ELKHART — The two men campaigning to be the next mayor of Elkhart met Tuesday for the first of at least three debates before the Nov. 5 election.
Republican Dave Miller and Democrat Rod Roberson both told the audience at the Matterhorn Conference Center that their experience makes them the right person to succeed incumbent Mayor Tim Neese, a Republican, on Jan. 1.
Both candidates have worked in the private sector and for public school corporations. Roberson was on the City Council for 16 years, while Miller sat on the council for four years before being elected mayor from 2000 to 2007.
“The way you measure a person’s ability is, you look back at their record,” Miller said. “I have 20,000 hours of being mayor of the City of Elkhart.”
“I have the, probably, the most comprehensive experience,” said Roberson, “with respect to 20 years of corporate experience and management, 16 years on council, 12 years in a not-for-profit executive relationship.”
Local journalist Marshall V. King moderated the debate, which was hosted by the Kiwanis Club of Elkhart. Kiwanians submitted questions before the debate, one of which asked what industry each candidate would most like to attract to Elkhart in order to make the city less reliant on the RV industry.
“Any of them,” Roberson said. “I think that’s going to be driven by the way that we transform our livable spaces.”
He promised to host community discussions to create a unified vision for what the city should become.
“I guarantee that we will make sure that we won’t step over folks that typically don’t have an opportunity to give their input,” he said.
Miller said he thinks the city needs to take advantage of its location by the toll road and railroads.
“We happen to be along a conduit or corridor that God put us here to take advantage of,” he said. “And one of the things that we can advantage of in that corridor is fiber, fiberoptics.”
The city should bring in industries that need the kind of high-speed internet that runs through the city, he said.
Elkhart, a city of roughly 55,000 residents, has many thousands of people living outside city limits driving in each day for work. It is widely acknowledged that the city has a housing shortage, especially when it comes to affordable homes. King said the current administration has attempted to address the issue, though it has been criticized for focusing too much on high-end homes, and asked how Miller and Roberson would deal with the problem.
“I have experience doing this,” Miller said. “You may remember Newland Village or Hope subdivision. We put three different little subdivisions on vacant properties in Elkhart, when I was mayor before, that allowed first-time homeowners to have their own homes.”
He said the city still has vacant lots where that could be done again, while taking advantage of local expertise in building tiny houses and manufactured homes.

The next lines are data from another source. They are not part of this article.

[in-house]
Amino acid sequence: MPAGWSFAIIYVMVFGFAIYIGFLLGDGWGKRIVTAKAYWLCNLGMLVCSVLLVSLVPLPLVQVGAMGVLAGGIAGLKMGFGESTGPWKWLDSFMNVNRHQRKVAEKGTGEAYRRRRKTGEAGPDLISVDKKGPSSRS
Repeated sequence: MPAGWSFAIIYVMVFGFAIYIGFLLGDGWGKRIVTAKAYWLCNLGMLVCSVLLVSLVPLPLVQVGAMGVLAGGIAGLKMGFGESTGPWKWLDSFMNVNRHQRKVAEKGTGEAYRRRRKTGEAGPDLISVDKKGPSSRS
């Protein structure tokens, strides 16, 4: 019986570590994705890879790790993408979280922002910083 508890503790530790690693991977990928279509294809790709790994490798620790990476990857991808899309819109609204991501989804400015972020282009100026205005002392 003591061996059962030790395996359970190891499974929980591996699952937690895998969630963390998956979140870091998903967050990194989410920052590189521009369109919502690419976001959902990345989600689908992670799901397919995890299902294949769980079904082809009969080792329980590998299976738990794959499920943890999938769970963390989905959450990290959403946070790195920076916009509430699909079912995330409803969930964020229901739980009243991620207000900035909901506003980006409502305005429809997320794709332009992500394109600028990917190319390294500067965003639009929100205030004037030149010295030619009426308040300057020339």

According to Roberson, the housing shortage is about more than just a lack of structures. The city needs to improve its public spaces, such as parks.
“We have an opportunity to literally transform neighborhoods and the services that come into those neighborhoods, regardless of where they are,” he said.
Another issue, King said, is that Elkhart has received plenty of negative attention nationally in the last 18 months. That includes coverage of police brutality and an RV industry going through a downturn.
King asked how each candidate would work on the perception of the city, and the story each would tell locally or nationally.
Miller said negative stories have the potential to scare off businesses or people who might otherwise settle in Elkhart.
“So we have to be unified in this: That we love Elkhart, and we do our very best to put forward a positive message about what’s going on,” he said. “The mayor is not only the chief salesman, he’s also the chief cheerleader for the city.”
Roberson said that in some areas, perception can affect reality, and so it is important to address how members of the community see the city.
“I’m very strategic about the things I say and when I say them,” he said. “I think about you first, and that will guide how I deal with any perception that exists.”
The candidates were not allowed to rebut and did not throw verbal punches. Over the last few days, both have said that they want to avoid making the election personal or negative, after Roberson accused Miller of having worked with the local political action committee Best for Elkhart to run a negative campaign against Roberson. Miller since denied that he had anything to do with the attack that the PAC made on Roberson, though the man behind Best for Elkhart, Jeff Petermann, was briefly paid by the Miller campaign to work with social media. That relationship ended on Aug. 20, according to Miller.
The Kiwanis debate was held at noon in front of about 150 people.
Minutes after the debate concluded, while candidates were mingling with voters, Miller appeared to faint and fall into one of the podiums. He was immediately helped up and said the fall was likely a consequence of not having eaten all day. He said something like that had not happened to him before, and that he wasn’t hurt. Miller and Roberson jokingly talked about the importance of getting food and water before debating. Miller is 61. Roberson turns 61 next week.
Both campaigns have scheduled upcoming events, and the candidates will meet in at least two other debates.
From 11:30 a.m. to 1 p.m. Sept. 26, Greater Elkhart Young Professionals will host a candidate forum at the Elkhart Health & Aquatics Center. Tickets can be purchased at www.elkhart.org.
At 6:30 p.m. Oct. 7 at the Lerner Theatre’s Crystal Ballroom, a debate will be hosted by the American Democracy Project of IU South Bend and the League of Women Voters of Elkhart County.
Follow Rasmus S. Jorgensen on Twitter at @ReadRasmus